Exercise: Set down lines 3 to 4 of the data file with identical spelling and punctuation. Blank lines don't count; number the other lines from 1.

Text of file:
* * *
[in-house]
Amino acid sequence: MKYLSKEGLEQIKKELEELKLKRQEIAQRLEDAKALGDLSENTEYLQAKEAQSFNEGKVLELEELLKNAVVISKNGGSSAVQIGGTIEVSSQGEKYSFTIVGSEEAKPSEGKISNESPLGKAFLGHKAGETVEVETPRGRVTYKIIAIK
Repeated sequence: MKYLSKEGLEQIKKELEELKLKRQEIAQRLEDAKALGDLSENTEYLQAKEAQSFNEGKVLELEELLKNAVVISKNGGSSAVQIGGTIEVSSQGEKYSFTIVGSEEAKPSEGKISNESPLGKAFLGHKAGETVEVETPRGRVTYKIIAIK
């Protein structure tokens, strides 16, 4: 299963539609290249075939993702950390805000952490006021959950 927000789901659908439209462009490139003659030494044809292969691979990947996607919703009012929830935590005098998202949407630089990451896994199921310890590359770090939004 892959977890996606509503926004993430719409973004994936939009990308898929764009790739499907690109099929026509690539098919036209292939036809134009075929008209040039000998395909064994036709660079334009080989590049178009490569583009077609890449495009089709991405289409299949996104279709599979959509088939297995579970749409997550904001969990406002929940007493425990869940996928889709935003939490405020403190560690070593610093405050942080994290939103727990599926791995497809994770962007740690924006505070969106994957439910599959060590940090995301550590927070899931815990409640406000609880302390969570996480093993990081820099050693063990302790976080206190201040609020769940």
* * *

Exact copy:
Repeated sequence: MKYLSKEGLEQIKKELEELKLKRQEIAQRLEDAKALGDLSENTEYLQAKEAQSFNEGKVLELEELLKNAVVISKNGGSSAVQIGGTIEVSSQGEKYSFTIVGSEEAKPSEGKISNESPLGKAFLGHKAGETVEVETPRGRVTYKIIAIK
């Protein structure tokens, strides 16, 4: 299963539609290249075939993702950390805000952490006021959950 927000789901659908439209462009490139003659030494044809292969691979990947996607919703009012929830935590005098998202949407630089990451896994199921310890590359770090939004 892959977890996606509503926004993430719409973004994936939009990308898929764009790739499907690109099929026509690539098919036209292939036809134009075929008209040039000998395909064994036709660079334009080989590049178009490569583009077609890449495009089709991405289409299949996104279709599979959509088939297995579970749409997550904001969990406002929940007493425990869940996928889709935003939490405020403190560690070593610093405050942080994290939103727990599926791995497809994770962007740690924006505070969106994957439910599959060590940090995301550590927070899931815990409640406000609880302390969570996480093993990081820099050693063990302790976080206190201040609020769940």